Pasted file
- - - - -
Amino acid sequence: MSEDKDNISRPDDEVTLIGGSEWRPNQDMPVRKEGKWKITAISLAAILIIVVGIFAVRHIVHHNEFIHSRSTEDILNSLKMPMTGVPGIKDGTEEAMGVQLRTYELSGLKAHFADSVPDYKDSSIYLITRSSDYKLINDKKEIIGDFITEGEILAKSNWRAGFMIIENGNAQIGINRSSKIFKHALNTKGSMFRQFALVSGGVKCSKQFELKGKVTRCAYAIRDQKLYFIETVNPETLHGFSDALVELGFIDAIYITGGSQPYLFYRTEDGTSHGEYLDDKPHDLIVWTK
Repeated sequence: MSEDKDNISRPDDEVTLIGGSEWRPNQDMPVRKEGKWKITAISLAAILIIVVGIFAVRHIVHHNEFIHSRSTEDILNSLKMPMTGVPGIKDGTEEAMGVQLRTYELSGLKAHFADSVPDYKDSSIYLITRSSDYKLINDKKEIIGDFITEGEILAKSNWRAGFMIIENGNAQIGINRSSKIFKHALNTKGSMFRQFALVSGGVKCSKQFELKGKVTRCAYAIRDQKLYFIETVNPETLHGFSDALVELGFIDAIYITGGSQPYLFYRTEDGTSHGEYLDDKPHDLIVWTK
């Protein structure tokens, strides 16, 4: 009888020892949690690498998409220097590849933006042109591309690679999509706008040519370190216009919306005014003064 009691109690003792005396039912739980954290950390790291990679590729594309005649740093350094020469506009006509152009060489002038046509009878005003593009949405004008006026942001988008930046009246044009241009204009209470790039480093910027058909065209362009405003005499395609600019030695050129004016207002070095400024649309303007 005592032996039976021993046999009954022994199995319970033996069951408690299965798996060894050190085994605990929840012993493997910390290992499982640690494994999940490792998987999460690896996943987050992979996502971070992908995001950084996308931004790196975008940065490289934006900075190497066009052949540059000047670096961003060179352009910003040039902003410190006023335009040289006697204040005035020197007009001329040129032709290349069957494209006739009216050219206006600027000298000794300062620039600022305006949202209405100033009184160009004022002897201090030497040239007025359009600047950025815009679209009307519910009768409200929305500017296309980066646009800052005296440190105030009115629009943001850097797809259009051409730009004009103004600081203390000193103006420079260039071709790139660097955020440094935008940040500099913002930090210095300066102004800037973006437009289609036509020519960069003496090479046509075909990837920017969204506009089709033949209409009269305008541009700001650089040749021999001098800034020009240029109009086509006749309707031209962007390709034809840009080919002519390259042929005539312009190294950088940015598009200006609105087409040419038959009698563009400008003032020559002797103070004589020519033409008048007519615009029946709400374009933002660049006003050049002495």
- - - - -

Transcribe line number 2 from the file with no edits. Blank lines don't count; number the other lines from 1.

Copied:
Repeated sequence: MSEDKDNISRPDDEVTLIGGSEWRPNQDMPVRKEGKWKITAISLAAILIIVVGIFAVRHIVHHNEFIHSRSTEDILNSLKMPMTGVPGIKDGTEEAMGVQLRTYELSGLKAHFADSVPDYKDSSIYLITRSSDYKLINDKKEIIGDFITEGEILAKSNWRAGFMIIENGNAQIGINRSSKIFKHALNTKGSMFRQFALVSGGVKCSKQFELKGKVTRCAYAIRDQKLYFIETVNPETLHGFSDALVELGFIDAIYITGGSQPYLFYRTEDGTSHGEYLDDKPHDLIVWTK